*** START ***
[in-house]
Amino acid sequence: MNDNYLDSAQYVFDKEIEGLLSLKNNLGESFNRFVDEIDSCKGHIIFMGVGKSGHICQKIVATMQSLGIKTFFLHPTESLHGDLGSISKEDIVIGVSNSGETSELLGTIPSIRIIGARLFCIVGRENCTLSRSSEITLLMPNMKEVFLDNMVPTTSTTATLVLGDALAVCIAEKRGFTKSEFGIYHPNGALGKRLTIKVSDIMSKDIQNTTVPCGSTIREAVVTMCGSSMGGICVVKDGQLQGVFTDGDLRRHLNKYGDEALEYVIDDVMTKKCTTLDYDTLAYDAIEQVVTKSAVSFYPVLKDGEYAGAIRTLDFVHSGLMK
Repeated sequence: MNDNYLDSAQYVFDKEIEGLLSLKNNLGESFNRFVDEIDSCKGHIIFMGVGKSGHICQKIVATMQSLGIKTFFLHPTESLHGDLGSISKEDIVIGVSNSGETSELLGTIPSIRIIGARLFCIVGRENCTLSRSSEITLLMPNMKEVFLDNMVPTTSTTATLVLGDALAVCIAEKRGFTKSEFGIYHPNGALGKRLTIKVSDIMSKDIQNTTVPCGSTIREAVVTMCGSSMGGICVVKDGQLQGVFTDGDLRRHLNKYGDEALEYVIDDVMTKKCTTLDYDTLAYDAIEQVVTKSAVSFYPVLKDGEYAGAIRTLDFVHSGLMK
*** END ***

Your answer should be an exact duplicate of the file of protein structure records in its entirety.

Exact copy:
[in-house]
Amino acid sequence: MNDNYLDSAQYVFDKEIEGLLSLKNNLGESFNRFVDEIDSCKGHIIFMGVGKSGHICQKIVATMQSLGIKTFFLHPTESLHGDLGSISKEDIVIGVSNSGETSELLGTIPSIRIIGARLFCIVGRENCTLSRSSEITLLMPNMKEVFLDNMVPTTSTTATLVLGDALAVCIAEKRGFTKSEFGIYHPNGALGKRLTIKVSDIMSKDIQNTTVPCGSTIREAVVTMCGSSMGGICVVKDGQLQGVFTDGDLRRHLNKYGDEALEYVIDDVMTKKCTTLDYDTLAYDAIEQVVTKSAVSFYPVLKDGEYAGAIRTLDFVHSGLMK
Repeated sequence: MNDNYLDSAQYVFDKEIEGLLSLKNNLGESFNRFVDEIDSCKGHIIFMGVGKSGHICQKIVATMQSLGIKTFFLHPTESLHGDLGSISKEDIVIGVSNSGETSELLGTIPSIRIIGARLFCIVGRENCTLSRSSEITLLMPNMKEVFLDNMVPTTSTTATLVLGDALAVCIAEKRGFTKSEFGIYHPNGALGKRLTIKVSDIMSKDIQNTTVPCGSTIREAVVTMCGSSMGGICVVKDGQLQGVFTDGDLRRHLNKYGDEALEYVIDDVMTKKCTTLDYDTLAYDAIEQVVTKSAVSFYPVLKDGEYAGAIRTLDFVHSGLMK